The debate over the existence of No Irish Need Apply (NINA) signs and advertisements has resurfaced once again in the Letters Pages of UK newspaper The Guardian.
On October 21, The Guardian reader John Draper wrote to the paper claiming that there was no proof to suggest that NINA signs ever appeared in any place in the UK but in the imagination of Irish activists living there.
Many have responded to his claims, also writing to the Letters Pages to share their own experience of being Irish in England and facing these signs while looking for accommodation, once again opening up the debate on whether NINA signs are historical fact or a collective imagined memory of Irish living abroad.
“In the 1980s, Irish activists asserted that ‘No Irish, no blacks, no dogs’ had been widespread,” Draper writes, “but there is no evidence for such signs in any British or Irish archive (they were not, for example, mentioned in parliament during the 1960s race relations debates nor by TDs in Dáil Éireann [Irish parliament]).”
Draper claims that recent proposals on immigration from the British government have caused a resurgence in this myth, despite what he calls dubious evidence as to their existence.
He cites one example, in particular, of a handwritten sign in a Bed and Breakfast window reading “No Irish, no blacks, no dogs,” a photograph of which is now held in the Irish Studies Centre of London Metropolitan University.
He remains cynical of the authenticity of this photograph, however, stating that the university “has conceded to me that it is of ‘somewhat uncertain’ provenance. They have been unable to discover who took the picture, where or when.”
READ MORE: No such thing as "No Irish Need Apply" signs argues historian.
Draper continues to say that although many claim to have seen NINA signs in the past, they are fooled by the endless circulation of the same image from the University and are, in fact, all remembering the exact same sign, a problem he feels has been worsened with the spread of the image on the Internet.
Other readers quickly replied to Draper’s letter with their own, citing their personal experiences or the experiences of their family as proof that NINA signs were once in existence in the UK.
“My late English mother and Caribbean father who married in the 1950s vividly recalled signs advertising flats to let with the proviso ‘no blacks, no Irish, no dogs,’” wrote Gavin Lewis on October 22.
“They weren’t Irish so had no reason to arbitrarily include themselves as victims.”
“When I was searching for a room in London in 1957, notices saying ‘No coloured, no Irish, no children’ were everywhere. As I had an Irish husband and a baby I was doubly barred,” Diana Payan followed while Adrian Jennings claimed, “I suspect that Mr Draper is confusing different eras of prejudice. My father, who died in 1971, remembered ‘No Irish, no dogs’ signs in Old Trafford in the 1930s. There were very few black people in Manchester at that time.”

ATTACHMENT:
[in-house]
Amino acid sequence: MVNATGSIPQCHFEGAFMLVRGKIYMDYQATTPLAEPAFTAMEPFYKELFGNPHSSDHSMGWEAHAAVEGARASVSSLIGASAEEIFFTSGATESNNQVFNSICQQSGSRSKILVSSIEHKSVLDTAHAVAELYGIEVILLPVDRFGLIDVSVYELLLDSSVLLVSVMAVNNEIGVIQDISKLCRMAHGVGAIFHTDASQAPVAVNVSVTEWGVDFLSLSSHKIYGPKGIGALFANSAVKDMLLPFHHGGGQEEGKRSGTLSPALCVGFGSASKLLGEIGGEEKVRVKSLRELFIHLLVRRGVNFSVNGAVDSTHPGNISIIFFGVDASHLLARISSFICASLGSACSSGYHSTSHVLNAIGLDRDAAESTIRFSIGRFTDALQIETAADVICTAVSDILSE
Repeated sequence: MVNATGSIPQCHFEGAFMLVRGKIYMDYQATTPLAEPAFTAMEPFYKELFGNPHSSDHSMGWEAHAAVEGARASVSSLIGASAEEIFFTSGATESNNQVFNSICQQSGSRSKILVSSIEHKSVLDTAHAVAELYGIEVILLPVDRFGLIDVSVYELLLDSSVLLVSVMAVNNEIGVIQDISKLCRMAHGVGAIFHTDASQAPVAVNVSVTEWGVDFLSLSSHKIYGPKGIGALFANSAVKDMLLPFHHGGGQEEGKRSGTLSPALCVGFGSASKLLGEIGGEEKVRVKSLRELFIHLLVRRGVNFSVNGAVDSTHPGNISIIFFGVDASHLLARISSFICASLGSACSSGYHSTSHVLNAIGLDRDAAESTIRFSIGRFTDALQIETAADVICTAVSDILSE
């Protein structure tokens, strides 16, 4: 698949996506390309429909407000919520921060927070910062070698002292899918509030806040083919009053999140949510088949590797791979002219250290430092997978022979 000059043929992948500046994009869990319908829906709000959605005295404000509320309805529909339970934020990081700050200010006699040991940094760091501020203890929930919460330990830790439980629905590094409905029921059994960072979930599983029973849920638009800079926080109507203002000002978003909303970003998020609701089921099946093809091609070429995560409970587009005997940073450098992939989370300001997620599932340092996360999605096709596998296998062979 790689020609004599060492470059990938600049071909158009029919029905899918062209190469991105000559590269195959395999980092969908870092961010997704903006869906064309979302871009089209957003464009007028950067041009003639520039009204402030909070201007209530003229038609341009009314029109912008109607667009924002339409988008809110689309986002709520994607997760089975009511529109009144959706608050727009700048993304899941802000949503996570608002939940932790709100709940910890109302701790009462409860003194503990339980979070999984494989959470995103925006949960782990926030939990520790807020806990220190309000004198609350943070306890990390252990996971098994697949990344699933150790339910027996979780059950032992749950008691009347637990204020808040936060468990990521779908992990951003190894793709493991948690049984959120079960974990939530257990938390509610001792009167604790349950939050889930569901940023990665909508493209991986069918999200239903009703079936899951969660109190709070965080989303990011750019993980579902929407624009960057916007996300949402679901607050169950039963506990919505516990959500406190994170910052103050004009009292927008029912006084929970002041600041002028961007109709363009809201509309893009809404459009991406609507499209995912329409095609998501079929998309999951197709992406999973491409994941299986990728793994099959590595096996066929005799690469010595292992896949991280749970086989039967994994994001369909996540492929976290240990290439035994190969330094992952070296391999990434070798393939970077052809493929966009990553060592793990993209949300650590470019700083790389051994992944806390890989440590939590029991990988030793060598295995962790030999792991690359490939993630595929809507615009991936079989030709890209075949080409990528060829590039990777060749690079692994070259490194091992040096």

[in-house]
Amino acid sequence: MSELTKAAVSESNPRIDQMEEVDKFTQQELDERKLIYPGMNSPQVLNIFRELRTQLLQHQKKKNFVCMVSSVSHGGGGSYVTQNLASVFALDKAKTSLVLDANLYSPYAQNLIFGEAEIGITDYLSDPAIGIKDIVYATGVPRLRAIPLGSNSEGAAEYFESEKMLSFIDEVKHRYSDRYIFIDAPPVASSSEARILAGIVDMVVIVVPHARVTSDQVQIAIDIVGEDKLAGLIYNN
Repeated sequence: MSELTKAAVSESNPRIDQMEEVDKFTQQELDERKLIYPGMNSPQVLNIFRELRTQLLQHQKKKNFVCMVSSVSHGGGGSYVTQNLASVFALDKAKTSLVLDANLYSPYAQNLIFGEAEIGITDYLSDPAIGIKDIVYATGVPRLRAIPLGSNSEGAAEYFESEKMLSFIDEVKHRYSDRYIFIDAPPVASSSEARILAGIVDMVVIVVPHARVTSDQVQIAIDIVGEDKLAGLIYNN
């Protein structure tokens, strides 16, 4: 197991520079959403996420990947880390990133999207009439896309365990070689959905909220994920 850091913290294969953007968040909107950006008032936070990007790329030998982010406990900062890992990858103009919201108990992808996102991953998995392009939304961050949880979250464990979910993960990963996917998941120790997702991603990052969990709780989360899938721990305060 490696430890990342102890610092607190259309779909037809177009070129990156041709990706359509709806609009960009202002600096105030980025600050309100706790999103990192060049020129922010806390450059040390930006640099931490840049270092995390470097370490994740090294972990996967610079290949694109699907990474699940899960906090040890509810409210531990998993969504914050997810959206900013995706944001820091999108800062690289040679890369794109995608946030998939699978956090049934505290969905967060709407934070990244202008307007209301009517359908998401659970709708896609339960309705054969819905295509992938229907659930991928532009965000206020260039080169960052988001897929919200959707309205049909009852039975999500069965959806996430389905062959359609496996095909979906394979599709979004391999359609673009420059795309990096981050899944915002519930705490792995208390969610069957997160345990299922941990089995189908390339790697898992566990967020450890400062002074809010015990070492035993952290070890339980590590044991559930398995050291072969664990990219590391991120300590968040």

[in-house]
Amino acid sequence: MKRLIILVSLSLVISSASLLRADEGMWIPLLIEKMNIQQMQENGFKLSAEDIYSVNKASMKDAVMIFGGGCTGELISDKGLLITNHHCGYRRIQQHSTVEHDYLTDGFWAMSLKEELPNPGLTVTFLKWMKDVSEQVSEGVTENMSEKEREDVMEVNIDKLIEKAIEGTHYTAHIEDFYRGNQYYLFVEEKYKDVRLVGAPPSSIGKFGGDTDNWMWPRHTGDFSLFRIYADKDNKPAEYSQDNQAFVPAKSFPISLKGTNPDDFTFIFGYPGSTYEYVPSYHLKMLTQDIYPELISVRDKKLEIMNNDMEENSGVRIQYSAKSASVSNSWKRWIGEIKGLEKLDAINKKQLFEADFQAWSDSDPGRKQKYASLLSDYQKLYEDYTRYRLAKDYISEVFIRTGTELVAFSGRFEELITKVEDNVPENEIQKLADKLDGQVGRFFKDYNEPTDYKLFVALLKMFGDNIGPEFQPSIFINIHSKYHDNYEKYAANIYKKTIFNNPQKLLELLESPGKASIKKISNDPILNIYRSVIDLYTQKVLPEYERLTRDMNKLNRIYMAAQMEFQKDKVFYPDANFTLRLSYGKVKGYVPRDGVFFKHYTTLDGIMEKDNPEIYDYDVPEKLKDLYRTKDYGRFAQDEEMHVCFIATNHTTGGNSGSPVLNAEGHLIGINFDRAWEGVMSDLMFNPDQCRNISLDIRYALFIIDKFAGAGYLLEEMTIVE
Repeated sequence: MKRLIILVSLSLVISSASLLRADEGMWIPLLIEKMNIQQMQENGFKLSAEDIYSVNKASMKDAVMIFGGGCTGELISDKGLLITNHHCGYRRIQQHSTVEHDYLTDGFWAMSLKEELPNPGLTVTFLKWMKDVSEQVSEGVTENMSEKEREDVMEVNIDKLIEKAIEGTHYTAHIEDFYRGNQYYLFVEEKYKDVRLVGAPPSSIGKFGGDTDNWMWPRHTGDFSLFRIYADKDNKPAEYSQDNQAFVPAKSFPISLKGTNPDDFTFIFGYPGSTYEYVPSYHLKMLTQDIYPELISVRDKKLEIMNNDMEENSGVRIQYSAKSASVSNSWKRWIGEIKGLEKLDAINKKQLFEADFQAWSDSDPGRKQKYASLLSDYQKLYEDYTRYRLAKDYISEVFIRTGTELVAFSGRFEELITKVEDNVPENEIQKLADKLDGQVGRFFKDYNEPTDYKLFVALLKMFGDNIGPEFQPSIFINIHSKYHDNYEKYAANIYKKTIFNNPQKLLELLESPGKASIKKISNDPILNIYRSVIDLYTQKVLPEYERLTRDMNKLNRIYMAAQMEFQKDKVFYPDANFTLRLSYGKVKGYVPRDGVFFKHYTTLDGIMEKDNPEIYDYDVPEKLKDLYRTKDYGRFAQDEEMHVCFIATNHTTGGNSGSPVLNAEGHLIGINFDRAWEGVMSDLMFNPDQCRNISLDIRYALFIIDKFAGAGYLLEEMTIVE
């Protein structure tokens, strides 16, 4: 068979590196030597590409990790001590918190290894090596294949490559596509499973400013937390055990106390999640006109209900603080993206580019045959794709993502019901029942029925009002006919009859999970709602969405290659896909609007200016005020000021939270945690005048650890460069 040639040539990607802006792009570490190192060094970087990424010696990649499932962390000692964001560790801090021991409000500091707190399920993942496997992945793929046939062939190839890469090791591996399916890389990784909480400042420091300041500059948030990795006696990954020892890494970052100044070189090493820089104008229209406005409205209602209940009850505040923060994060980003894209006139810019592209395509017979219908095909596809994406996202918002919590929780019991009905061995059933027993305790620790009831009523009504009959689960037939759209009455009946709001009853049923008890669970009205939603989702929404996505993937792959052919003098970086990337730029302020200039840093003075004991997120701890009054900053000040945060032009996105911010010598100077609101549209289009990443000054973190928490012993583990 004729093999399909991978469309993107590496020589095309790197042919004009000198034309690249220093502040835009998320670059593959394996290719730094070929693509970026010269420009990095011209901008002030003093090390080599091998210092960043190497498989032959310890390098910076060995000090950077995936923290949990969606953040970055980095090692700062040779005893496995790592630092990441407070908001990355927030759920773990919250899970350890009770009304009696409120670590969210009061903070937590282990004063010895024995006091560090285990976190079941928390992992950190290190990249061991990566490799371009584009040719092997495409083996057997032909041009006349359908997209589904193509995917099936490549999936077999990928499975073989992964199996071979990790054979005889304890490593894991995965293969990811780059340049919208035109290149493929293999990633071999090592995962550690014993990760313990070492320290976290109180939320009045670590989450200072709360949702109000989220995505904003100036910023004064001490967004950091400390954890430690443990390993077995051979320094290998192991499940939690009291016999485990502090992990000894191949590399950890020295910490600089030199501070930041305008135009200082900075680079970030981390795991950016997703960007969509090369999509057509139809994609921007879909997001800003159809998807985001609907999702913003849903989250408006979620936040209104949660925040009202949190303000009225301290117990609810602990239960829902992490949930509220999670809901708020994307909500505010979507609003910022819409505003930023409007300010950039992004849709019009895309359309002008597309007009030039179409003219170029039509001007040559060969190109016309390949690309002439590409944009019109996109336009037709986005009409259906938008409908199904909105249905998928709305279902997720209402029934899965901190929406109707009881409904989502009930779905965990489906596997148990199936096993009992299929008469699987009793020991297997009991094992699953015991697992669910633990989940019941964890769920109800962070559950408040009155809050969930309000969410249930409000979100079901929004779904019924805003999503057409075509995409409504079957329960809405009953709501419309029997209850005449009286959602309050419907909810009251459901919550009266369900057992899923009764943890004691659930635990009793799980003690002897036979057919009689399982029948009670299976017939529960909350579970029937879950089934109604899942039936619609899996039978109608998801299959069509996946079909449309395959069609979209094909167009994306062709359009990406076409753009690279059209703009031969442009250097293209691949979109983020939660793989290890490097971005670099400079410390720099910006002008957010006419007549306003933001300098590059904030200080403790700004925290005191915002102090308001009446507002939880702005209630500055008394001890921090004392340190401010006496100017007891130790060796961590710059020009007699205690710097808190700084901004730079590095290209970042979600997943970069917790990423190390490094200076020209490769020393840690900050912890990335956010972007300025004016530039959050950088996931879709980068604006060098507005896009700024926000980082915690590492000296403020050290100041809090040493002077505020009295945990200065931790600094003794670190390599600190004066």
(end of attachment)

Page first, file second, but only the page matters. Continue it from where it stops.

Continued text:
On October 25, Lorraine Fannin claimed that the NINA signs were also still in existence in the 1960s.
She told her own story to The Guardian as a student from Belfast attending Reading University in 1966.
“I was upset and insulted to find notices galore that said ‘No Irish, no coloureds,’” she revealed.
“I was so indignant that I took a photo and sent it with a covering note to the Belfast Telegraph.
“I also brought it up at the university, where they tried to soothe me with the explanation that it really referred to the rather ‘rough Irish navvies’ who were then working on the many building sites around the Thames Valley.”
In his letter of refute on October 22, Patrick Reynolds comments that Draper’s arguments mirror those of Professor Richard Jenson, author of “No Irish Need Apply: A Myth of Victimization” (2002), who achieved notoriety this summer when his paper was disproved by a 14-year old American student, Rebecca Fried.
As reported by IrishCentral, despite the evidence unearthed by Fried, and 1,4000 examples of “No Irish Need Apply” advertisements discovered by IrishCentral readers, Professor Richard Jenson still claims that such signs rarely existed, referring to them as the “NINA legend”.
Earlier this year, 8th grade student Rebecca Fried published “No Irish Need Deny: Evidence for the Historicity of NINA Restrictions in Advertisements and Signs” in the summer edition of the Oxford Journal of Social History, claiming to have disproven the theory of Professor Richard Jensen that there was no such thing as the “No Irish Need Apply” signs.
READ MORE: Amazing 8th-grader explains how she proved No Irish Need Apply signs existed.
Her article was a response to a 2002 article published in the same journal by Jensen, a retired Professor of History at the University of Illinois, Chicago, entitled “’No Irish Need Apply’: A Myth of Victimization” which claimed the signs were a fabricated memory of Irish-Americans to make themselves appear as victims.
Following Fried’s discovery, IrishCentral readers carried out their own research sending in their proof to us to further disprove Jensen.
Our own investigation of Newspapers.com alone returned over 1,400 mentions of “No Irish Need Apply” in newspapers throughout the US between 1828 and 2012 , peaking during the years 1873 to 1883 with 400 examples.
Among the numerous readers examples submitted was evidence from Barry Popik, a New York etymologist who has extensively catalogued examples of “No Irish Need Apply” on his own website, discovering cases as far back as the 1700s.
Kathleen O’Nan from Chicago also commented that her father often told of signs being common when he was a young man in the 1930s and had himself a “photograph from a meat-packing plant that said ‘Colored and Irish Need Not Apply.’"
Why do you think the debate over the existence of NINA signs and advertisements continues? Why has it become so important to prove or disprove? Leave your thoughts in the comments section.